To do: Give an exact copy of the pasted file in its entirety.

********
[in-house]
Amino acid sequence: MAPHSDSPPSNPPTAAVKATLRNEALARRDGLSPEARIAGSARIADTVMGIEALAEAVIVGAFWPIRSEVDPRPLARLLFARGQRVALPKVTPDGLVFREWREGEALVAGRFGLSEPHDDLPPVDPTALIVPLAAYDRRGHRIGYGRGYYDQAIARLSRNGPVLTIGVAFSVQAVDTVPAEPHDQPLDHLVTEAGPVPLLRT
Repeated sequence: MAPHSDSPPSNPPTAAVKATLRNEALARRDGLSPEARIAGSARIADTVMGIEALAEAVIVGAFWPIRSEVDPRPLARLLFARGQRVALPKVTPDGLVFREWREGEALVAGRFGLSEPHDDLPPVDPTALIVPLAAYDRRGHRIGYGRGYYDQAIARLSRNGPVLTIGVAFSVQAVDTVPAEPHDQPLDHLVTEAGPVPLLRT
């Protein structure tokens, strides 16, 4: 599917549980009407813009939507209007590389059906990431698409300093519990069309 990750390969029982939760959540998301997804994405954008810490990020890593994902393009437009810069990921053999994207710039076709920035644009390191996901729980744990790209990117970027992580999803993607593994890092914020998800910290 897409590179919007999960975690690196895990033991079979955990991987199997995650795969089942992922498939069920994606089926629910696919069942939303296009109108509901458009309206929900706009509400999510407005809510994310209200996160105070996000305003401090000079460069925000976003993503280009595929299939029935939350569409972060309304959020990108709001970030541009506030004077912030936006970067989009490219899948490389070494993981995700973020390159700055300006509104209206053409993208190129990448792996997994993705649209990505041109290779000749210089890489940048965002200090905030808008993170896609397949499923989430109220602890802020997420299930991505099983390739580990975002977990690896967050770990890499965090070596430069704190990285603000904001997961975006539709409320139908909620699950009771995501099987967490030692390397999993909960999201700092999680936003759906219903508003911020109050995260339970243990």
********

[in-house]
Amino acid sequence: MAPHSDSPPSNPPTAAVKATLRNEALARRDGLSPEARIAGSARIADTVMGIEALAEAVIVGAFWPIRSEVDPRPLARLLFARGQRVALPKVTPDGLVFREWREGEALVAGRFGLSEPHDDLPPVDPTALIVPLAAYDRRGHRIGYGRGYYDQAIARLSRNGPVLTIGVAFSVQAVDTVPAEPHDQPLDHLVTEAGPVPLLRT
Repeated sequence: MAPHSDSPPSNPPTAAVKATLRNEALARRDGLSPEARIAGSARIADTVMGIEALAEAVIVGAFWPIRSEVDPRPLARLLFARGQRVALPKVTPDGLVFREWREGEALVAGRFGLSEPHDDLPPVDPTALIVPLAAYDRRGHRIGYGRGYYDQAIARLSRNGPVLTIGVAFSVQAVDTVPAEPHDQPLDHLVTEAGPVPLLRT
């Protein structure tokens, strides 16, 4: 599917549980009407813009939507209007590389059906990431698409300093519990069309 990750390969029982939760959540998301997804994405954008810490990020890593994902393009437009810069990921053999994207710039076709920035644009390191996901729980744990790209990117970027992580999803993607593994890092914020998800910290 897409590179919007999960975690690196895990033991079979955990991987199997995650795969089942992922498939069920994606089926629910696919069942939303296009109108509901458009309206929900706009509400999510407005809510994310209200996160105070996000305003401090000079460069925000976003993503280009595929299939029935939350569409972060309304959020990108709001970030541009506030004077912030936006970067989009490219899948490389070494993981995700973020390159700055300006509104209206053409993208190129990448792996997994993705649209990505041109290779000749210089890489940048965002200090905030808008993170896609397949499923989430109220602890802020997420299930991505099983390739580990975002977990690896967050770990890499965090070596430069704190990285603000904001997961975006539709409320139908909620699950009771995501099987967490030692390397999993909960999201700092999680936003759906219903508003911020109050995260339970243990």